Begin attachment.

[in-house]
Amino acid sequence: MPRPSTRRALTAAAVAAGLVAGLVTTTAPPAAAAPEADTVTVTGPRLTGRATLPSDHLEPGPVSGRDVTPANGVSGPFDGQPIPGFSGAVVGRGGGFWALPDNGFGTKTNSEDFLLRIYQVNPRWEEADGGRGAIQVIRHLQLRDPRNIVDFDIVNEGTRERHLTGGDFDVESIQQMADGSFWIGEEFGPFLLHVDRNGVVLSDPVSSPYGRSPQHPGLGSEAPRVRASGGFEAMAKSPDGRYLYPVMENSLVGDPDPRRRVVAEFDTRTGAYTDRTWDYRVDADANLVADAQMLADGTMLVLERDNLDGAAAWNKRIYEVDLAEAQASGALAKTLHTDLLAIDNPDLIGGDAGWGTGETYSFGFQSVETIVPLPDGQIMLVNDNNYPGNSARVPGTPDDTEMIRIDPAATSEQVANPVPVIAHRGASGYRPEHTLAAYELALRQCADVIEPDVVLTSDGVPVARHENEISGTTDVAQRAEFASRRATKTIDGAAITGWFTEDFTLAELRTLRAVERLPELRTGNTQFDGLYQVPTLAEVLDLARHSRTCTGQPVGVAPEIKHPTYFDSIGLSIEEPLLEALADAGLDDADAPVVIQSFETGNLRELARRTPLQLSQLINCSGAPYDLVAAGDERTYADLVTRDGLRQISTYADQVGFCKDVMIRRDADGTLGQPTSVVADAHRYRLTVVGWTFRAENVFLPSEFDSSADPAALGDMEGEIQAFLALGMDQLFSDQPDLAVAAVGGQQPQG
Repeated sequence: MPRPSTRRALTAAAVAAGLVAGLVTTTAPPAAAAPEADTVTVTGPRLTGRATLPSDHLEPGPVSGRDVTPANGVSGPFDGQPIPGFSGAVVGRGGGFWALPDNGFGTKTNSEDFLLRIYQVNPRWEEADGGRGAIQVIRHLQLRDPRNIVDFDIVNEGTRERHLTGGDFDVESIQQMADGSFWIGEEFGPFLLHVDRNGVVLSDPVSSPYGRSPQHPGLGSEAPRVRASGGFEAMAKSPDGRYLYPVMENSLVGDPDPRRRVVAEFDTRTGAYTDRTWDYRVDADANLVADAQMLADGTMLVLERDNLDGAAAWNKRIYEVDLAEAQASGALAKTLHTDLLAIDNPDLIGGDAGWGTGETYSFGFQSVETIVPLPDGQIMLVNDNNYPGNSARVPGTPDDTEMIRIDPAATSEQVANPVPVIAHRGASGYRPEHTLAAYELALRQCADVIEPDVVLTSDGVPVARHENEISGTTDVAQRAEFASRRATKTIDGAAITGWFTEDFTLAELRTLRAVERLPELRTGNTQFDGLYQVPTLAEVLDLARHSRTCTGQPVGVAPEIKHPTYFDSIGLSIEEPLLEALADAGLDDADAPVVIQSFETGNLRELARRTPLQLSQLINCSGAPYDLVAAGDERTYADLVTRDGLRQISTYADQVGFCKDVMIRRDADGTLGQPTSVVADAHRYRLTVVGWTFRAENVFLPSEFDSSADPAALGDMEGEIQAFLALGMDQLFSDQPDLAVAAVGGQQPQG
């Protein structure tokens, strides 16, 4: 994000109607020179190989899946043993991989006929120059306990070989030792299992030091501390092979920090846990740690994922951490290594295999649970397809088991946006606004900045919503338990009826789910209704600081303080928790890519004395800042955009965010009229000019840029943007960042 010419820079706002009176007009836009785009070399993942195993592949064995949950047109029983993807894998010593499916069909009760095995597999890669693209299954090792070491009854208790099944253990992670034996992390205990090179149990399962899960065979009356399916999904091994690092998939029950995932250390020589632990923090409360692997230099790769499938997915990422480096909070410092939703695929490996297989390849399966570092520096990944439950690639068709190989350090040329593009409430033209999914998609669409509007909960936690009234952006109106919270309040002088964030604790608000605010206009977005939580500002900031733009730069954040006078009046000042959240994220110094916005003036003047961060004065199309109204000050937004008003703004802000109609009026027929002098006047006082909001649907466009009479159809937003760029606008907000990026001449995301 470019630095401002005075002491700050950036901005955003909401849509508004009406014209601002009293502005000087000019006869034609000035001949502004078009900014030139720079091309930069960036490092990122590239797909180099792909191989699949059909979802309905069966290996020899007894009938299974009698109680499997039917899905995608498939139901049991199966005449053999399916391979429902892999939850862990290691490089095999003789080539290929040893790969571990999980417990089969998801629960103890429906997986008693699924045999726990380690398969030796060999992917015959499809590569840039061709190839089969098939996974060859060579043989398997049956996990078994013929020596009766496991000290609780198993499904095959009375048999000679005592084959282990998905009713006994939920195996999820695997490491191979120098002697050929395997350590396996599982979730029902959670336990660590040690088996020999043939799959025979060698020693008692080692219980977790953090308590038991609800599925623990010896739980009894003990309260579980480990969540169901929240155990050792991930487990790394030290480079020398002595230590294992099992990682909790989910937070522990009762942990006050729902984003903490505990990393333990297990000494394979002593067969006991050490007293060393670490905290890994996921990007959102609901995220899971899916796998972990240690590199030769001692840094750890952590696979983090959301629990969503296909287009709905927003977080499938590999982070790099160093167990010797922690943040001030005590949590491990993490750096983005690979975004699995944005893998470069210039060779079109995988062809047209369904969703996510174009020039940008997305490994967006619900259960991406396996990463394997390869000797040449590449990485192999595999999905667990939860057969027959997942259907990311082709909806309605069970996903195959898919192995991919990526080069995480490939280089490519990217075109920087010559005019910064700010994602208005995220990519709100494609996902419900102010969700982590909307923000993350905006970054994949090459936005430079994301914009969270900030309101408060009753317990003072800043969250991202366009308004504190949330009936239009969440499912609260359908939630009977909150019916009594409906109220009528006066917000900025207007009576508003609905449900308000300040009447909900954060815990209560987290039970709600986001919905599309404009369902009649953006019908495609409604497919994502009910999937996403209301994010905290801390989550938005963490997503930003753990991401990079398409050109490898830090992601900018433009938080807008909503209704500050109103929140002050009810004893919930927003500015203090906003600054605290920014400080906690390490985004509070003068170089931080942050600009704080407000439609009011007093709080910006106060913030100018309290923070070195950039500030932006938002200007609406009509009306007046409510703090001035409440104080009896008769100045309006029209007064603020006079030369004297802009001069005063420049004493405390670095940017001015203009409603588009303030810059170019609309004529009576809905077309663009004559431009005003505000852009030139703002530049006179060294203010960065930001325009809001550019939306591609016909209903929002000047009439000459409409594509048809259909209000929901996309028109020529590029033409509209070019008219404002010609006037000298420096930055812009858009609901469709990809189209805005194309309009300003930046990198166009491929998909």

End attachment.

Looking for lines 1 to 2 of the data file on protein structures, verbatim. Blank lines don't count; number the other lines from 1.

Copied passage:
[in-house]
Amino acid sequence: MPRPSTRRALTAAAVAAGLVAGLVTTTAPPAAAAPEADTVTVTGPRLTGRATLPSDHLEPGPVSGRDVTPANGVSGPFDGQPIPGFSGAVVGRGGGFWALPDNGFGTKTNSEDFLLRIYQVNPRWEEADGGRGAIQVIRHLQLRDPRNIVDFDIVNEGTRERHLTGGDFDVESIQQMADGSFWIGEEFGPFLLHVDRNGVVLSDPVSSPYGRSPQHPGLGSEAPRVRASGGFEAMAKSPDGRYLYPVMENSLVGDPDPRRRVVAEFDTRTGAYTDRTWDYRVDADANLVADAQMLADGTMLVLERDNLDGAAAWNKRIYEVDLAEAQASGALAKTLHTDLLAIDNPDLIGGDAGWGTGETYSFGFQSVETIVPLPDGQIMLVNDNNYPGNSARVPGTPDDTEMIRIDPAATSEQVANPVPVIAHRGASGYRPEHTLAAYELALRQCADVIEPDVVLTSDGVPVARHENEISGTTDVAQRAEFASRRATKTIDGAAITGWFTEDFTLAELRTLRAVERLPELRTGNTQFDGLYQVPTLAEVLDLARHSRTCTGQPVGVAPEIKHPTYFDSIGLSIEEPLLEALADAGLDDADAPVVIQSFETGNLRELARRTPLQLSQLINCSGAPYDLVAAGDERTYADLVTRDGLRQISTYADQVGFCKDVMIRRDADGTLGQPTSVVADAHRYRLTVVGWTFRAENVFLPSEFDSSADPAALGDMEGEIQAFLALGMDQLFSDQPDLAVAAVGGQQPQG